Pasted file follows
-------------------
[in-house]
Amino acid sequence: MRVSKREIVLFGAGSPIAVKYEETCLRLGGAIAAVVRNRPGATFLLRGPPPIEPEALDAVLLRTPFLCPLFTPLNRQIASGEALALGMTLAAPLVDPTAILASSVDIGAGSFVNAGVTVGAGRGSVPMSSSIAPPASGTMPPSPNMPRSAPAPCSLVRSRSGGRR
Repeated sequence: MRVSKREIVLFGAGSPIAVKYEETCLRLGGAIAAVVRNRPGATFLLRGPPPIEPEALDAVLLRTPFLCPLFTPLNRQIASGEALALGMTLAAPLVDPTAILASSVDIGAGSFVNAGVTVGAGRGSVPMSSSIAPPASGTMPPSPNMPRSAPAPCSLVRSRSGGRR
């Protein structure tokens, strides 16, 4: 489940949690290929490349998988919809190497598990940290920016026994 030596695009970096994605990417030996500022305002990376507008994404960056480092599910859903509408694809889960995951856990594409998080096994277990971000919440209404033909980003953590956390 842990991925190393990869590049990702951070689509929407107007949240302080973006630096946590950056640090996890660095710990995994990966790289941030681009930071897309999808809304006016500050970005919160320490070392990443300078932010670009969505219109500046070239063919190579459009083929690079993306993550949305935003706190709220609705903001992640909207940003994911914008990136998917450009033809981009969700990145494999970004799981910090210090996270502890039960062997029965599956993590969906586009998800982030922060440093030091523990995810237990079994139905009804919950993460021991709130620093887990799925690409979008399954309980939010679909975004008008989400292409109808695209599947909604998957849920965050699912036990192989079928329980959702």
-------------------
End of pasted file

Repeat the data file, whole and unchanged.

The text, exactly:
[in-house]
Amino acid sequence: MRVSKREIVLFGAGSPIAVKYEETCLRLGGAIAAVVRNRPGATFLLRGPPPIEPEALDAVLLRTPFLCPLFTPLNRQIASGEALALGMTLAAPLVDPTAILASSVDIGAGSFVNAGVTVGAGRGSVPMSSSIAPPASGTMPPSPNMPRSAPAPCSLVRSRSGGRR
Repeated sequence: MRVSKREIVLFGAGSPIAVKYEETCLRLGGAIAAVVRNRPGATFLLRGPPPIEPEALDAVLLRTPFLCPLFTPLNRQIASGEALALGMTLAAPLVDPTAILASSVDIGAGSFVNAGVTVGAGRGSVPMSSSIAPPASGTMPPSPNMPRSAPAPCSLVRSRSGGRR
């Protein structure tokens, strides 16, 4: 489940949690290929490349998988919809190497598990940290920016026994 030596695009970096994605990417030996500022305002990376507008994404960056480092599910859903509408694809889960995951856990594409998080096994277990971000919440209404033909980003953590956390 842990991925190393990869590049990702951070689509929407107007949240302080973006630096946590950056640090996890660095710990995994990966790289941030681009930071897309999808809304006016500050970005919160320490070392990443300078932010670009969505219109500046070239063919190579459009083929690079993306993550949305935003706190709220609705903001992640909207940003994911914008990136998917450009033809981009969700990145494999970004799981910090210090996270502890039960062997029965599956993590969906586009998800982030922060440093030091523990995810237990079994139905009804919950993460021991709130620093887990799925690409979008399954309980939010679909975004008008989400292409109808695209599947909604998957849920965050699912036990192989079928329980959702």